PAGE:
BEIJING: In 2018, marketers’ use of data in the Chinese market will mature, and more and more brands start to integrate the information available to them as the country’s big three internet companies carve out their niches.

This is according to Christian Solomon, Chief Digital Officer at MediaCom China, who spoke to WARC about the trends shaping China’s media and retail landscape. (For more, read WARC’s exclusive: What’s new for media and retail in China.)

“Obviously, e-commerce in the last couple of years has been the prominent space, and you've got most categories shifting towards it if they can,” Solomon said. The proliferation of e-commerce data into brand marketing across sectors has effectively created the current moment. “That’s taken us to where we are now, where the biggest focus for 2018 is basically activating e-commerce data,” he said.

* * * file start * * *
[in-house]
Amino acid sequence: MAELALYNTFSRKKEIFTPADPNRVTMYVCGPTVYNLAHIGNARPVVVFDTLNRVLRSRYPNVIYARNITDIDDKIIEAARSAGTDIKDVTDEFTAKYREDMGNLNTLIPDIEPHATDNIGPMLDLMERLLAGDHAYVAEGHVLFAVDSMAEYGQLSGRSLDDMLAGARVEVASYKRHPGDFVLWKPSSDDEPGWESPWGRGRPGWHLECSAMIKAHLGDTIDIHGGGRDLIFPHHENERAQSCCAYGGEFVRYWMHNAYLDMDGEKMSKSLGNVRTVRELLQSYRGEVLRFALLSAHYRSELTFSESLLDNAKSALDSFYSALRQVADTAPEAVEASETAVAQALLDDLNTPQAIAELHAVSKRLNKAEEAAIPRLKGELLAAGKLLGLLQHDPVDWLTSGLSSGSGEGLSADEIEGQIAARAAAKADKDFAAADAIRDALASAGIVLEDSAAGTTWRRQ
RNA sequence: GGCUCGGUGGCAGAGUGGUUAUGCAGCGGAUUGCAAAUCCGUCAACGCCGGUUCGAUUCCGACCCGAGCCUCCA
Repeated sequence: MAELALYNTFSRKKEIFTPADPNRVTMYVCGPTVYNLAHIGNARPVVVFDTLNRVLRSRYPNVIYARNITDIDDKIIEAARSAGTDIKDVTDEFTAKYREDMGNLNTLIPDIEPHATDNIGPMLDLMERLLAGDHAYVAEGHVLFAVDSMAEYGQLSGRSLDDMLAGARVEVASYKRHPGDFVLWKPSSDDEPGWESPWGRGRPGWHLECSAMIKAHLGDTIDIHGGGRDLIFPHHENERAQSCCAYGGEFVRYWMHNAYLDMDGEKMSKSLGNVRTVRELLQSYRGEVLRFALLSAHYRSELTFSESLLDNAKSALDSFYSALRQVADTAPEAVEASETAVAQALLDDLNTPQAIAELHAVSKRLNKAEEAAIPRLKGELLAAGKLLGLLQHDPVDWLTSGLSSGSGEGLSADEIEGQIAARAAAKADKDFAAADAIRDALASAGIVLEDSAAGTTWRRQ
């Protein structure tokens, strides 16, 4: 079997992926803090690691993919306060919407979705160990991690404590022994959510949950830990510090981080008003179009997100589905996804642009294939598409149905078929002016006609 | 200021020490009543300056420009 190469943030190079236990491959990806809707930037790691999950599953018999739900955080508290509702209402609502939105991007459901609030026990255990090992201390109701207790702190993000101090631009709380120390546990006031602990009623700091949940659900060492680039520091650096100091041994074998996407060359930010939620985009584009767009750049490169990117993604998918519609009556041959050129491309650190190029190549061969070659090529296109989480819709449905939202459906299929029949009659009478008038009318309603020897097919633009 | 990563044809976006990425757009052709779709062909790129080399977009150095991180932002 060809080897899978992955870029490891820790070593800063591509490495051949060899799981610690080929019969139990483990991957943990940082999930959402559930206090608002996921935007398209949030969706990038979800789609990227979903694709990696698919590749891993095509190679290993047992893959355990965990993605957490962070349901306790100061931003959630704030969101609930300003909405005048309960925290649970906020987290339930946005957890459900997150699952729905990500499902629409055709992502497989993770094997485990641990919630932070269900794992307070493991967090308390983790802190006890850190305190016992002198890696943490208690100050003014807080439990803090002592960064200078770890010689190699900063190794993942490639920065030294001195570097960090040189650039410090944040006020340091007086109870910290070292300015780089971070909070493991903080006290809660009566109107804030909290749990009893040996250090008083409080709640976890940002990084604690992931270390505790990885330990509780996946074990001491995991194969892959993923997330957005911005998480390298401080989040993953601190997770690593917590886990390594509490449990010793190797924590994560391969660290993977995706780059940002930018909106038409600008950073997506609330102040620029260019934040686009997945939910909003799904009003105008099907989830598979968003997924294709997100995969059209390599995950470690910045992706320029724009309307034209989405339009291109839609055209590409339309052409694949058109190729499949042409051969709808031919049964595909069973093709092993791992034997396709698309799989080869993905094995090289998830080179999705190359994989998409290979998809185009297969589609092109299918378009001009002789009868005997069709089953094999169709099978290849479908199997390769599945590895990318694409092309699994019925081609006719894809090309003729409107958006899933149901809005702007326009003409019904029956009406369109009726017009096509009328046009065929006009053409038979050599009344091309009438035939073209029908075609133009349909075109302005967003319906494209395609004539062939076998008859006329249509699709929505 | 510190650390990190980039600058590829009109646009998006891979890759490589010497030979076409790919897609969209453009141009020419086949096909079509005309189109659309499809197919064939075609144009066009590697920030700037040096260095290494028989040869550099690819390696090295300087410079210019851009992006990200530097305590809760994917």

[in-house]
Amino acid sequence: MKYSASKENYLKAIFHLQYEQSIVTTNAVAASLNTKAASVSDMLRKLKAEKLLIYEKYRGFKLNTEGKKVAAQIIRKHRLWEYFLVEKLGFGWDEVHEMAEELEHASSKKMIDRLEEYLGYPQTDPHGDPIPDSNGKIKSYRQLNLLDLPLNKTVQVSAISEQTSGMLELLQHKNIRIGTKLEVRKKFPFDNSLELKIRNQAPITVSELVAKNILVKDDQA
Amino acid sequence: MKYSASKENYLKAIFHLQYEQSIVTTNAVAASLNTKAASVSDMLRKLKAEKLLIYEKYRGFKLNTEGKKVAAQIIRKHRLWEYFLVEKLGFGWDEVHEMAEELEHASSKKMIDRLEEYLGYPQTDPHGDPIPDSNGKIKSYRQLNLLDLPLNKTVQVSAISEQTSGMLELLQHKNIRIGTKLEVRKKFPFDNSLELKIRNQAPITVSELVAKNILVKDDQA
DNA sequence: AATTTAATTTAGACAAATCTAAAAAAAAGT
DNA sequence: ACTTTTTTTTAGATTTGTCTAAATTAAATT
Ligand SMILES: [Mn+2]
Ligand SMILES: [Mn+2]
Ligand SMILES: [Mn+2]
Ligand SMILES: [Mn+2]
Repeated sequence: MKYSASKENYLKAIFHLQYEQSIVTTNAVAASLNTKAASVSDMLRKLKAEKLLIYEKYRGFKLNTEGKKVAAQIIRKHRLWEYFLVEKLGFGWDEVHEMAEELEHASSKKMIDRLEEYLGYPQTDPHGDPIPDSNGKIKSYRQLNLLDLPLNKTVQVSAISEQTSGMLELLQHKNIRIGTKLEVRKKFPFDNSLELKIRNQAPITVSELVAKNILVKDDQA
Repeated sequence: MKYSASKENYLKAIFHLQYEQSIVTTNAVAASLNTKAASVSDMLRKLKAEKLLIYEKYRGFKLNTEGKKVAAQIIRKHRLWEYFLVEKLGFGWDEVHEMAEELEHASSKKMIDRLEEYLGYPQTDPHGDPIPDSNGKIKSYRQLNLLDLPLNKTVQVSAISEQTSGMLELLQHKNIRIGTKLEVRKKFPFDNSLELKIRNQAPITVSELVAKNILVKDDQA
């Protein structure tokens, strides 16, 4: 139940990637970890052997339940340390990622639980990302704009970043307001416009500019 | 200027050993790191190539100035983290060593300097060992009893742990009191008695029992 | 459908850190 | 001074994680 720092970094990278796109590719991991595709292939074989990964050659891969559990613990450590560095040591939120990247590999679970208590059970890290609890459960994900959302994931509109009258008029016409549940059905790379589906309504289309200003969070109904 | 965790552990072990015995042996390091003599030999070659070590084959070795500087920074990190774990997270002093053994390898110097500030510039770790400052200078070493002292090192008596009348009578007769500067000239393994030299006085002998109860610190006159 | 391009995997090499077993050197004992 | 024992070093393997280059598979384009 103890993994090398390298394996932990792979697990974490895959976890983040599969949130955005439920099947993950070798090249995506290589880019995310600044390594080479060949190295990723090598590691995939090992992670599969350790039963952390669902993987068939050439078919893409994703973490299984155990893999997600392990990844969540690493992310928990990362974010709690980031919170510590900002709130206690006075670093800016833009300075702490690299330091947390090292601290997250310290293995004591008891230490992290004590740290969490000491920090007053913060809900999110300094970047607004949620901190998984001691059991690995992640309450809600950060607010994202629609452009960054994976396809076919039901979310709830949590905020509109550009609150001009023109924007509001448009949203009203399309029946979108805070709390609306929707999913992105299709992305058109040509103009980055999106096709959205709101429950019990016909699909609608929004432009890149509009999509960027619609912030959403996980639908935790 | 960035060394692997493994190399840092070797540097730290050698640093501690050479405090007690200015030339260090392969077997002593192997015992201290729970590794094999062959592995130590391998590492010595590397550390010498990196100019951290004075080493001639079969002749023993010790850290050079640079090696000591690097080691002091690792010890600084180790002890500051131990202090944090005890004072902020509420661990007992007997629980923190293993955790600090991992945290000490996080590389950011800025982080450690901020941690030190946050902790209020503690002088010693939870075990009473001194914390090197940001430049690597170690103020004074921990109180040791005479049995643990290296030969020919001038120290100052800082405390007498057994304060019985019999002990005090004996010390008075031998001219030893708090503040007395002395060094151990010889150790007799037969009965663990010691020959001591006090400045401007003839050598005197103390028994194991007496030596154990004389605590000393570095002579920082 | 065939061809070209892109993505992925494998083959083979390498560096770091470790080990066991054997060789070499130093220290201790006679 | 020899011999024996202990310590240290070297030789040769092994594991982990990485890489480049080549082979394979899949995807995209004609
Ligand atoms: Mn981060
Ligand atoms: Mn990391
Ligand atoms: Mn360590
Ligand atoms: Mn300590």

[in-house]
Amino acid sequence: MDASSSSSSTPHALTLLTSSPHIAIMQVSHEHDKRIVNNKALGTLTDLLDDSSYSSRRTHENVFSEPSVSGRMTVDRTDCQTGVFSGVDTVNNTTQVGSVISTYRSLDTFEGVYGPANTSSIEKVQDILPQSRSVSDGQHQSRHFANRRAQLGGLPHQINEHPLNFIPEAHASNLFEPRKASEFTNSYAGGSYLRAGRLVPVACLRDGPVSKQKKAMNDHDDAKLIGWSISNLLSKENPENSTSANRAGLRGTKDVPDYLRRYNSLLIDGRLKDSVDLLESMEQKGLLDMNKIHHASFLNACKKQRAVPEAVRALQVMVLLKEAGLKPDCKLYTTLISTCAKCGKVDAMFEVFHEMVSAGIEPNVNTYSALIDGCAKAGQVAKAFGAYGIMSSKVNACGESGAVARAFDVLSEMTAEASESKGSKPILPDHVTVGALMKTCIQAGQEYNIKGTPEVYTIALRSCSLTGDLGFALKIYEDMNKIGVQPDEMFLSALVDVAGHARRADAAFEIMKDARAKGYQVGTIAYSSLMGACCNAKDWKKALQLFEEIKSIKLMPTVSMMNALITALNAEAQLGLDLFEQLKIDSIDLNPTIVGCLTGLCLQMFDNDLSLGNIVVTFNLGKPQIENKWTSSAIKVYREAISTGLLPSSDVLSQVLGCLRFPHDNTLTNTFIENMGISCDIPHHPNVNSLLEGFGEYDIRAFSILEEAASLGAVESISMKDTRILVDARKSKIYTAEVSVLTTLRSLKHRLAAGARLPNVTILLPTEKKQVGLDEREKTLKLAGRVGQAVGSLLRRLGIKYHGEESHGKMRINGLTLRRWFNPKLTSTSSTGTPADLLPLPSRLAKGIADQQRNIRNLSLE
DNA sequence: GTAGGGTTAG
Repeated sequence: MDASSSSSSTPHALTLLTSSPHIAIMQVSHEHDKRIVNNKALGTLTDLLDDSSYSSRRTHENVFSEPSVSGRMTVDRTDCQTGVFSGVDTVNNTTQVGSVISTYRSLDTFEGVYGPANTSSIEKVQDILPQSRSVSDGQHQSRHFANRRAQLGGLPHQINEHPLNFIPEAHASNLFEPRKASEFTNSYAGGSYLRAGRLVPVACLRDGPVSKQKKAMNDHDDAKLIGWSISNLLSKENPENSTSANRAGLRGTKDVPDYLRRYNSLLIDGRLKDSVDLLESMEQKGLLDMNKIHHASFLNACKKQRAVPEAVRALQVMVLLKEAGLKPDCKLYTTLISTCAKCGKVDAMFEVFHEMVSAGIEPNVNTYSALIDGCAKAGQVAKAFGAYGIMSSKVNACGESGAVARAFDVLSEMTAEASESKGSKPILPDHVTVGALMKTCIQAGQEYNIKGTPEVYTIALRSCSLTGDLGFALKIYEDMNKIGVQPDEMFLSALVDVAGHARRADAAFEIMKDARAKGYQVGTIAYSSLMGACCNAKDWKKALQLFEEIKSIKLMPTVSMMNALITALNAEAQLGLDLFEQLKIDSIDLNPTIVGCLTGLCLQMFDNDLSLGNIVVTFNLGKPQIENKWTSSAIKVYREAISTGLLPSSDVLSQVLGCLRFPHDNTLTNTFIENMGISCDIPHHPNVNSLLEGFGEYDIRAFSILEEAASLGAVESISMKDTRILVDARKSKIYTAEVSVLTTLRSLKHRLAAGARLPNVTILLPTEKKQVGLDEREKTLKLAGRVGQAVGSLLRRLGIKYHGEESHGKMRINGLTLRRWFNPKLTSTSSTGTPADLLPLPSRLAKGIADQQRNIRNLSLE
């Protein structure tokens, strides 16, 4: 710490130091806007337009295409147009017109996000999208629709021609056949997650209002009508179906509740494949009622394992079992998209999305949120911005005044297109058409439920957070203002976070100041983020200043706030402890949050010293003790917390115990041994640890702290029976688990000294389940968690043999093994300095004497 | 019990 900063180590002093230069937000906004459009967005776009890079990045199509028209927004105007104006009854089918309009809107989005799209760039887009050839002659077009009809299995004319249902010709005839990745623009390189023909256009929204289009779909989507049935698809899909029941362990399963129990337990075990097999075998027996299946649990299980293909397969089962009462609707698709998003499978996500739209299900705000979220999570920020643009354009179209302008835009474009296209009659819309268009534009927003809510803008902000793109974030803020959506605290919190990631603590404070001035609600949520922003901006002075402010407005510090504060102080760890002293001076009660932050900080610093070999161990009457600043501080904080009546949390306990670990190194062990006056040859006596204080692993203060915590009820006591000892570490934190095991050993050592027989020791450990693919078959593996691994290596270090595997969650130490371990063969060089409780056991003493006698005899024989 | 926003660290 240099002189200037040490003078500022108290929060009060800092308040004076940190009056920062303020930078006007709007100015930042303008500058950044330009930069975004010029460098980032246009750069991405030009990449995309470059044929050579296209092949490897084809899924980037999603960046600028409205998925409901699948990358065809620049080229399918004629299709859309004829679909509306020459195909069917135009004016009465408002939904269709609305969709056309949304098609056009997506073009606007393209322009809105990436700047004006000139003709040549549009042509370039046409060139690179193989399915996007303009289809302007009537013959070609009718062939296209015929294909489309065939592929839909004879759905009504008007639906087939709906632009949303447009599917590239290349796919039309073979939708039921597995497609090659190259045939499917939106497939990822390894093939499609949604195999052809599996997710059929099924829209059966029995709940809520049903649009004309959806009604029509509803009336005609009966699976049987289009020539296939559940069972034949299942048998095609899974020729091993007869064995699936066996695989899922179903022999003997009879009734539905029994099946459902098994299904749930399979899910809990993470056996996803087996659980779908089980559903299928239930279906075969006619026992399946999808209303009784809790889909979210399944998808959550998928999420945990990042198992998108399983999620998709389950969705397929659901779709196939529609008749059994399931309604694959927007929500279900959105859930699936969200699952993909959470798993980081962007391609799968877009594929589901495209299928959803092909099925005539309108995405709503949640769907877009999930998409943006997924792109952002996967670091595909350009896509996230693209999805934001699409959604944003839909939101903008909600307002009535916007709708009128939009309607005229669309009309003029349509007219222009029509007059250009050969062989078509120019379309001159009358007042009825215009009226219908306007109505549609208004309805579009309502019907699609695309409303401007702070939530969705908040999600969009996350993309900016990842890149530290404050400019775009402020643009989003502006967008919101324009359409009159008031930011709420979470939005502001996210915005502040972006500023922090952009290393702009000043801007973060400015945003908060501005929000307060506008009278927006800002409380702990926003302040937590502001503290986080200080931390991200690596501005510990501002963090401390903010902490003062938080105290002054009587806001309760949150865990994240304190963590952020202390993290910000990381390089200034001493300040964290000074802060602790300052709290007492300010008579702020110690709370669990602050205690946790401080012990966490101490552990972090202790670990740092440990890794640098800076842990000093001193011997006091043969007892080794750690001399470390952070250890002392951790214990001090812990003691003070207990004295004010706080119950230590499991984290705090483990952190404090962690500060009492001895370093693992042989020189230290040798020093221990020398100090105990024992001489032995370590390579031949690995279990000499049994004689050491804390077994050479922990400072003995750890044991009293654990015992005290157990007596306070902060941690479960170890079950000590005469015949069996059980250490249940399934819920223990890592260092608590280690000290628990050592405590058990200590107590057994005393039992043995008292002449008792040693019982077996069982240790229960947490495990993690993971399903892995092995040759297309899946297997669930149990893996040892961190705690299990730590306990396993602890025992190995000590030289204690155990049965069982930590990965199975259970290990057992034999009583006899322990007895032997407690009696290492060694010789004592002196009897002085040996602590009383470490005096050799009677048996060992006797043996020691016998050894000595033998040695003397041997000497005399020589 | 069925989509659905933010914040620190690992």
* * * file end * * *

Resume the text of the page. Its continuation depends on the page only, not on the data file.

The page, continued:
The drive toward e-commerce data integration has seen a reshuffling of China’s well-known ‘Big Three’ internet companies. Alibaba and Tencent remain top, the search company Baidu is feeling the heat from JingDong, another e-commerce competitor.

“That's kind of seeing Baidu slip away a little bit, where they're becoming a little bit less relevant. Search ad spend in general has been shrinking over the last few years, and they don't have themselves a social platform or an e-commerce platform,” Solomon said.

“Tencent's driven by social data. Alibaba's driven by e-commerce data - and Tencent has that nice deep connection with Jingdong so they have access to e-commerce data as well,” he said.

With Alibaba and Tencent owning so much of the Chinese internet space, both companies are now pushing a ‘unique ID’ across multiple platforms to get a more unified view of customer behaviour online.

“You can track and plan against a unique ID for one person across their whole ecosystem”, he explained. Brands don’t have to have an Alibaba-branded online presence – for example, a T-Mall portal – to be able to target against Alibaba’s data.

However, 90-95% of profits and revenue still comes through the traditional trade format, Solomon added, especially in smaller cities, though its influence is expected to grow significantly.

Sourced from WARC